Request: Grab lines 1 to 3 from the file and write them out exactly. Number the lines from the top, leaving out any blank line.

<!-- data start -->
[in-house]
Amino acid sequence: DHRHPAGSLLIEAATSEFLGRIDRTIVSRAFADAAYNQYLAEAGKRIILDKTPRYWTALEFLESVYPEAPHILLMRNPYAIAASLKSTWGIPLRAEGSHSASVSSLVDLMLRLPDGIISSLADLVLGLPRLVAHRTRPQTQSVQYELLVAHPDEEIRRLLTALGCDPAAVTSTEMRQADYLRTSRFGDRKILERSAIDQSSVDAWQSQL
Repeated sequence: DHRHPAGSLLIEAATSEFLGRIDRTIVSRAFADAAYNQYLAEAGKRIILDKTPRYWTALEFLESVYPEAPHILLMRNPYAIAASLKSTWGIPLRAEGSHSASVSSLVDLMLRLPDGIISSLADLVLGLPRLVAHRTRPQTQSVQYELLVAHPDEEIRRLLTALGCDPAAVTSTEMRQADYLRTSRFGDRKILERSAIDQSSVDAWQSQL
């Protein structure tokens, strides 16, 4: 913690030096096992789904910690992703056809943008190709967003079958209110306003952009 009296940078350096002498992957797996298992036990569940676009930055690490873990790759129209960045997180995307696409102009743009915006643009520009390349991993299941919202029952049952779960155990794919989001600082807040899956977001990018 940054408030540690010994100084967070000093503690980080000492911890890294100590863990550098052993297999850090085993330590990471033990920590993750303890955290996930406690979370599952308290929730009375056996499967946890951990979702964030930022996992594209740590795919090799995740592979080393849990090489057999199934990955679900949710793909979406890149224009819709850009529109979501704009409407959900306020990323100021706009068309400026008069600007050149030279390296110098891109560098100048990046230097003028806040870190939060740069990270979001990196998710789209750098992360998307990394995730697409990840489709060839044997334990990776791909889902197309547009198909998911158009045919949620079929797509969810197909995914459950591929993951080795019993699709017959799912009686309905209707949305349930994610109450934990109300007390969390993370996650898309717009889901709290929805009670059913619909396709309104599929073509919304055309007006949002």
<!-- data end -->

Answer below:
[in-house]
Amino acid sequence: DHRHPAGSLLIEAATSEFLGRIDRTIVSRAFADAAYNQYLAEAGKRIILDKTPRYWTALEFLESVYPEAPHILLMRNPYAIAASLKSTWGIPLRAEGSHSASVSSLVDLMLRLPDGIISSLADLVLGLPRLVAHRTRPQTQSVQYELLVAHPDEEIRRLLTALGCDPAAVTSTEMRQADYLRTSRFGDRKILERSAIDQSSVDAWQSQL
Repeated sequence: DHRHPAGSLLIEAATSEFLGRIDRTIVSRAFADAAYNQYLAEAGKRIILDKTPRYWTALEFLESVYPEAPHILLMRNPYAIAASLKSTWGIPLRAEGSHSASVSSLVDLMLRLPDGIISSLADLVLGLPRLVAHRTRPQTQSVQYELLVAHPDEEIRRLLTALGCDPAAVTSTEMRQADYLRTSRFGDRKILERSAIDQSSVDAWQSQL